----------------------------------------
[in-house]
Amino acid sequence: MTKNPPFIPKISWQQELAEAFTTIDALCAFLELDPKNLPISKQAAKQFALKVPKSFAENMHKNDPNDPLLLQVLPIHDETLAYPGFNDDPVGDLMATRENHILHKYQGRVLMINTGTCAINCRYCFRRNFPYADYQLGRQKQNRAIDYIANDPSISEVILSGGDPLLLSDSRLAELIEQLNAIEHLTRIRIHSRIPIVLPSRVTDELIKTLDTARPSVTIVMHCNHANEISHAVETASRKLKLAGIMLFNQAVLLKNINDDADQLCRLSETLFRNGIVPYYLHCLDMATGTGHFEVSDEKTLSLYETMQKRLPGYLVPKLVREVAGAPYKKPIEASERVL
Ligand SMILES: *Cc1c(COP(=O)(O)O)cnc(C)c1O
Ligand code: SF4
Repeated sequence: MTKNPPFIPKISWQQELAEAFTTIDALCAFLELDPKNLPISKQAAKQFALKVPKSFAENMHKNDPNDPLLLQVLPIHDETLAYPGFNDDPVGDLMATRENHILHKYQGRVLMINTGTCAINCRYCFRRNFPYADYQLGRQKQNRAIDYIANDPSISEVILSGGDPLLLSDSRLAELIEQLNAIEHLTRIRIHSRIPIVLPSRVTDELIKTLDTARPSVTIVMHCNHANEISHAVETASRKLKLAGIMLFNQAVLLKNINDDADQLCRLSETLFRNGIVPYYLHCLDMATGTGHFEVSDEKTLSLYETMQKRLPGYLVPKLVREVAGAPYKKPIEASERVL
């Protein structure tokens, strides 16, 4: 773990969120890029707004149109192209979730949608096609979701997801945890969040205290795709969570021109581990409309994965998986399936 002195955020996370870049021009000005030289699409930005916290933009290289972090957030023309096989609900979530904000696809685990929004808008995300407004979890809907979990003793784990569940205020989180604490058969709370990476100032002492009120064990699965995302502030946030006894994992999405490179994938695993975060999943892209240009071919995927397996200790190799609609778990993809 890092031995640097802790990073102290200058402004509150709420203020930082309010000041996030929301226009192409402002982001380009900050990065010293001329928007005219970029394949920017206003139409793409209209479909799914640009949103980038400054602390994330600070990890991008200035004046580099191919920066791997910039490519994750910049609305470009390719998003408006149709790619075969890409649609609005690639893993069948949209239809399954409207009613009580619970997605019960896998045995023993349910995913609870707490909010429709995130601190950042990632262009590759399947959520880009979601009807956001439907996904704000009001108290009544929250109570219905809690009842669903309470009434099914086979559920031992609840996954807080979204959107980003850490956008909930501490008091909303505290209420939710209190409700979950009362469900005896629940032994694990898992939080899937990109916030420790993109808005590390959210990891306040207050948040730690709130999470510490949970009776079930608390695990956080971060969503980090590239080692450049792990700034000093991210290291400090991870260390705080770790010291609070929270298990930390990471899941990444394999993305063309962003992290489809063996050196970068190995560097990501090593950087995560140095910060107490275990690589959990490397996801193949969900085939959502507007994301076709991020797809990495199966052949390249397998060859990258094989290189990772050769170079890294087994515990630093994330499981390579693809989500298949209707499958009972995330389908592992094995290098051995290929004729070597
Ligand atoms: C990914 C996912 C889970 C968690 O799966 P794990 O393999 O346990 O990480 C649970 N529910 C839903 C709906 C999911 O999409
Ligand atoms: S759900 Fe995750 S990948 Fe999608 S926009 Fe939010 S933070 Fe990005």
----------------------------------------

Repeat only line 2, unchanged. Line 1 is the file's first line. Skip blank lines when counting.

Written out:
Amino acid sequence: MTKNPPFIPKISWQQELAEAFTTIDALCAFLELDPKNLPISKQAAKQFALKVPKSFAENMHKNDPNDPLLLQVLPIHDETLAYPGFNDDPVGDLMATRENHILHKYQGRVLMINTGTCAINCRYCFRRNFPYADYQLGRQKQNRAIDYIANDPSISEVILSGGDPLLLSDSRLAELIEQLNAIEHLTRIRIHSRIPIVLPSRVTDELIKTLDTARPSVTIVMHCNHANEISHAVETASRKLKLAGIMLFNQAVLLKNINDDADQLCRLSETLFRNGIVPYYLHCLDMATGTGHFEVSDEKTLSLYETMQKRLPGYLVPKLVREVAGAPYKKPIEASERVL